Derek Baird: The most important thing is to think about your audience.

Parents, for example, will consume this information in a different way than their kids will.

So for parents, the AT&T, Department of Transportation or National Safety Council resources are probably more useful, substantial and relevant than a JaneLynchTextEdvideo. Youth aren’t going to watch a 10 minute video about texting and driving.

These humor-based campaigns also have a role. I think they are important because they are able to leverage celebrity to shine a light on these issues and make teens pay attention. They are a first step in a bigger conversation. So kudos to Jane Lynch!

The celebrity-based PSAs are great vehicles for raising awareness on these types of issues, but I think that the most effective approach includes taking the initiative to get educated on the cognitiveeffectsoftexting and driving, leading by example and talking to your kids about this issue.

Amy Jussel, Shaping Youth: What do you think of gadget based alarms/shut downs/spy bot-keystroke time tracking-techno solutions deployed as first-strikes for behavioral change?

Derek Baird:I don’t think you can outsource being a parent to technology. These tracking-solutions aren’t going to stop a teen from texting and driving. Time and time again kids have proven to be smarter than technology.

I can guarantee that there are teens out there who will hack their way around these devices designed to prevent them from texting. The low-tech solution is to just borrow a friends phone. There is always a way around these types of things.

Amy Jussel, Shaping Youth: Do you think AT&T and should’ve spun off of Oprah’s extensive ‘No Phone Zone’ massive public service campaign rather than impart their own branded messaging? Why/why not?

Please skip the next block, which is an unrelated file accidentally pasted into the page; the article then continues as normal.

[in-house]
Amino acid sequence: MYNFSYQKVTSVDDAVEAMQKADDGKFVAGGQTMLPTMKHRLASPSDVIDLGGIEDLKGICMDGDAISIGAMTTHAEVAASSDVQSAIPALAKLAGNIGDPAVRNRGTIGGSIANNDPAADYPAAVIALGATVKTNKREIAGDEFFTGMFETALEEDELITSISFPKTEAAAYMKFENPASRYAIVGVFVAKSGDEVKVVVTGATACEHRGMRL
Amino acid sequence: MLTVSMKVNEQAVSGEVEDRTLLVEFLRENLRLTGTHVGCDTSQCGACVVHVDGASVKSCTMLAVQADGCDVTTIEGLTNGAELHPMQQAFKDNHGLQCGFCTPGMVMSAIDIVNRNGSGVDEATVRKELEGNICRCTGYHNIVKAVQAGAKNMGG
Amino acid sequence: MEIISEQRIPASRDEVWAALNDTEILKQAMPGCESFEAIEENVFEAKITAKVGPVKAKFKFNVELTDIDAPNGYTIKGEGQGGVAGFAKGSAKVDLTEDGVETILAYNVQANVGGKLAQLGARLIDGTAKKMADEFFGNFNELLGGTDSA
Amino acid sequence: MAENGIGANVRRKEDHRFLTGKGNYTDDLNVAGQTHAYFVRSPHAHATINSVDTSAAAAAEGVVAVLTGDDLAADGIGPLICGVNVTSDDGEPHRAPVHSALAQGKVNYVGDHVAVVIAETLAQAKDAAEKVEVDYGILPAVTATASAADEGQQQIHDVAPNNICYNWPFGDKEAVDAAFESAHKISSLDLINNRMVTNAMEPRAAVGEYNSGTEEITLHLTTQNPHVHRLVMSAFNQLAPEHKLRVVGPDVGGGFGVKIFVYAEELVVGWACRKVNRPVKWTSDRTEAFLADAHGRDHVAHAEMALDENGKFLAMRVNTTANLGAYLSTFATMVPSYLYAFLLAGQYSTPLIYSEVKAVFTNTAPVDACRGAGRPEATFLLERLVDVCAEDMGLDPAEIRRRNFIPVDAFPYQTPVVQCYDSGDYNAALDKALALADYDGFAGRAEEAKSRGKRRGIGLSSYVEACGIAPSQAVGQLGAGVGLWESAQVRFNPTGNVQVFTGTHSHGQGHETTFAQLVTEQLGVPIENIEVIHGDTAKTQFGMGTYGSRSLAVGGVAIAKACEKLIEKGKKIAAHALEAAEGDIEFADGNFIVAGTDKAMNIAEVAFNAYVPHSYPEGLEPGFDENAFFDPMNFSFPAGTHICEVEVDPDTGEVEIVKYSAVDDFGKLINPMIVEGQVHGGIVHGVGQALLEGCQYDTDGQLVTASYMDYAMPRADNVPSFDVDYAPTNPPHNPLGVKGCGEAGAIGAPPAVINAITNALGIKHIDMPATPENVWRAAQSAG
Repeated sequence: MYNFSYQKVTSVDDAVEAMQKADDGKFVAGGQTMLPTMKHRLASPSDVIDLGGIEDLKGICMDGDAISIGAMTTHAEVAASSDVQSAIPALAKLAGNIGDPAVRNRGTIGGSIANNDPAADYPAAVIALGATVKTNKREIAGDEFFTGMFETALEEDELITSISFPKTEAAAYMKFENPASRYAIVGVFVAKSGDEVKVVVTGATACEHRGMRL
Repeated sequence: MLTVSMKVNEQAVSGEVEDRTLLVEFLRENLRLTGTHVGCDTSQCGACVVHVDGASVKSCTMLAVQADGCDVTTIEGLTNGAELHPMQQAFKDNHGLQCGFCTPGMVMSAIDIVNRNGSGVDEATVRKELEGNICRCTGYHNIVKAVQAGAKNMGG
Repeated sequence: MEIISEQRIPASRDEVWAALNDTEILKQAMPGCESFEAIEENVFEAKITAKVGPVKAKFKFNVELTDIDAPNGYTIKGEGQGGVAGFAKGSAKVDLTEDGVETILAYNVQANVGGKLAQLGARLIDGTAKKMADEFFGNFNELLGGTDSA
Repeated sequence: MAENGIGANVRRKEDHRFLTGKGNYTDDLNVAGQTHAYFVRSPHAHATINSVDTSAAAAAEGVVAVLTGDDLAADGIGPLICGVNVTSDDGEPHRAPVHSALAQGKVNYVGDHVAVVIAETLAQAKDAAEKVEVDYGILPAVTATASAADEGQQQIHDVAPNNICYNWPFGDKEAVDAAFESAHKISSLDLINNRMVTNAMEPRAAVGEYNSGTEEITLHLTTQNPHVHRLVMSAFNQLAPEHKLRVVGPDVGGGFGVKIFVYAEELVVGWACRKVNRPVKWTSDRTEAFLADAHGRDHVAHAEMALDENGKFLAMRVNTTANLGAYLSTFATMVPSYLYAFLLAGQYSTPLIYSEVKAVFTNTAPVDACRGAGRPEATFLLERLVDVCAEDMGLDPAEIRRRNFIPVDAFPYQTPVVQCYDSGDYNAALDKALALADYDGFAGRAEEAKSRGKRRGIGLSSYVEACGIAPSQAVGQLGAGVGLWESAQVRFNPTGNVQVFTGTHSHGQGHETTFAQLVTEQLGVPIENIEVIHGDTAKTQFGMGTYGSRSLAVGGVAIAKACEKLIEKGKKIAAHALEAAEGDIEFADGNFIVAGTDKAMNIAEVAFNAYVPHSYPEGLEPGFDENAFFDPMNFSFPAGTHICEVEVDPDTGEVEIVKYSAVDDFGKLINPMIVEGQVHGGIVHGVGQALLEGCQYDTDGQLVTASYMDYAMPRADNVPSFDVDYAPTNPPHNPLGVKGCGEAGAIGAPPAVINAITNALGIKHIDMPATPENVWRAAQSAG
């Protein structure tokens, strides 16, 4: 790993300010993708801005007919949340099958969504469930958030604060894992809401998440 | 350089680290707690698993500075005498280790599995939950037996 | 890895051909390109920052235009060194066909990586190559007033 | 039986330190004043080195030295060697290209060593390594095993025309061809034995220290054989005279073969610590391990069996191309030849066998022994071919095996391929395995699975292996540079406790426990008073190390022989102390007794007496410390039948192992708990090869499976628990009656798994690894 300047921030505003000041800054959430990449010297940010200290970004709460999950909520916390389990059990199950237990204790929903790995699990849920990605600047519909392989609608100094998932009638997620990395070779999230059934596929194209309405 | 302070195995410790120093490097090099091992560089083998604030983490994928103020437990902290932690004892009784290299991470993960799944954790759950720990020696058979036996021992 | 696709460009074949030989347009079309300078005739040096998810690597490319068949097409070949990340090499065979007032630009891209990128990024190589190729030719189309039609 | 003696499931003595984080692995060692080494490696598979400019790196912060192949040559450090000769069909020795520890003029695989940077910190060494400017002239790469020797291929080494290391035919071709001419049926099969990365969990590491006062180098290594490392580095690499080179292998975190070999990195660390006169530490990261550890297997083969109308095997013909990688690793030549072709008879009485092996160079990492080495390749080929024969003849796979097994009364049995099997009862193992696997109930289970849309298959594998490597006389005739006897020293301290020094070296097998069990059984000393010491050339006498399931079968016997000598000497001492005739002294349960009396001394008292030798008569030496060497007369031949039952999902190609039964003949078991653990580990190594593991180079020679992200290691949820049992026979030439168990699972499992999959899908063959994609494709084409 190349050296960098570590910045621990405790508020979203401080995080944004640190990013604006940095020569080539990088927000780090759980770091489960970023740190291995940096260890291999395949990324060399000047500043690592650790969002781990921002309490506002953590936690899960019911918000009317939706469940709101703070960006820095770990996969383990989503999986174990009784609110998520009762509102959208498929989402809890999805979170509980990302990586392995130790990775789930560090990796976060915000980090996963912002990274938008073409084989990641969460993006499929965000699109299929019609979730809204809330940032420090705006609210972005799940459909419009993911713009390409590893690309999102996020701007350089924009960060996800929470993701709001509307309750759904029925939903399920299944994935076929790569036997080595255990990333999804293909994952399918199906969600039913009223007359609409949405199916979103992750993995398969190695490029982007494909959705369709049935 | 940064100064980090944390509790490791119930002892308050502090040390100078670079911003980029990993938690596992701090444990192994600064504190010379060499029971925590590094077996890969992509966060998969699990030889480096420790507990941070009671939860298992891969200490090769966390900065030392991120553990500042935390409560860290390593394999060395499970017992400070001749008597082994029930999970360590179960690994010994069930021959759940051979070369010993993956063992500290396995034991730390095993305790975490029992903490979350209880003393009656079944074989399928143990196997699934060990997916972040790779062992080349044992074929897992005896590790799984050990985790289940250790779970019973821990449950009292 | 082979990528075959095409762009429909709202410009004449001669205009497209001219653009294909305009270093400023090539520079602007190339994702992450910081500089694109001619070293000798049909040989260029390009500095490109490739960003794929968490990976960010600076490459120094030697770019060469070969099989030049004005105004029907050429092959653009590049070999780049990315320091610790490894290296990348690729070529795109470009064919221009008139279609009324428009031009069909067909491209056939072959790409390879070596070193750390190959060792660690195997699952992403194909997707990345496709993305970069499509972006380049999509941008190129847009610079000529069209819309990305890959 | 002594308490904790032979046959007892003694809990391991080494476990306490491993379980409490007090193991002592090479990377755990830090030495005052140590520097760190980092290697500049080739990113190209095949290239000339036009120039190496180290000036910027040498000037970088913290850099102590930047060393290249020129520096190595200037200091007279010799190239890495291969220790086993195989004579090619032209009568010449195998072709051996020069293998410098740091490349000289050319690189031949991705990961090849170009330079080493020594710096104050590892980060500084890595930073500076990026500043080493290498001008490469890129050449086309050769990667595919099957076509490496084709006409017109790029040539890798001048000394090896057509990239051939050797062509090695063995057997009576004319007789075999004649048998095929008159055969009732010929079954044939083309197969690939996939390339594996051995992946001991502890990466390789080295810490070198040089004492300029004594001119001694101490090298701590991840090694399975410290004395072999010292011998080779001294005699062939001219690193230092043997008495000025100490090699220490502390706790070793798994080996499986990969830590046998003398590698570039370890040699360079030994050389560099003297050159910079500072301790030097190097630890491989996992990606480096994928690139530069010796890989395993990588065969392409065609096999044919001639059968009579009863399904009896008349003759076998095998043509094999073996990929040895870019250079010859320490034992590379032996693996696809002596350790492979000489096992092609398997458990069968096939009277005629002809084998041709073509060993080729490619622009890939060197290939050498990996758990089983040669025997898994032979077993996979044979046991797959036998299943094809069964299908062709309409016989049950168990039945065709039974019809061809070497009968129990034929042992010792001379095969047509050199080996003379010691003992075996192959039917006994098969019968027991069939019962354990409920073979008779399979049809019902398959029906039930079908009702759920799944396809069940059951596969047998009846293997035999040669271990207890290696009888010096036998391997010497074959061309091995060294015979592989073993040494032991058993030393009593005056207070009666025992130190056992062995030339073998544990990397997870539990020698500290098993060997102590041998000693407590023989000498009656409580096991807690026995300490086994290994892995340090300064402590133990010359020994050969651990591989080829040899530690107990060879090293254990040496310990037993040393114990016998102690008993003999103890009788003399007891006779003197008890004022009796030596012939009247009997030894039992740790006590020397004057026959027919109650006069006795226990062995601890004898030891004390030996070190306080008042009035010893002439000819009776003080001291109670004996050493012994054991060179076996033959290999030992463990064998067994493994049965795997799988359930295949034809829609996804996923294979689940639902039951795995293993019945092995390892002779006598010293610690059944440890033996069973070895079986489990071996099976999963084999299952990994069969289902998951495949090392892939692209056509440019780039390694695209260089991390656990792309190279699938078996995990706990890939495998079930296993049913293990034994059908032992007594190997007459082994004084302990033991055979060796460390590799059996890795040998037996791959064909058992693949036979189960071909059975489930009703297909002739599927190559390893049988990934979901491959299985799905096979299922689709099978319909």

Derek Baird:Oprah Winfrey doesn’t have a financial stake or the threat of legislation hanging over her head like the telecoms do/did, so I think that her campaign has a different motivation than the industry campaigns. I think that Oprah was looking at this from a “social good” perspective.

She knew she could leverage her popularity to shine a light on this issue–not just in the United States, but around the world.

On the other hand, the telecoms have millions and millions of dollars invested in mobile technologies and the last thing they want is the government getting involved and/or passing legislation to combat texting and driving. So they are tackling this from a ‘corporate responsibility’ angle. I’m not saying this is good or bad. I’m just saying there are different motivations for wanting to get involved.

In the end, the most important thing is that people are made aware of this dangerous practice. So if LG TextEd can get older teens to pay attention—great! If Oprah can get the parents of world educated on this issue and get them to talk to their kids–great! If corporate sponsors like Nationwide, Chevy and Sprint want to help Ms. Winfrey get the word out–great!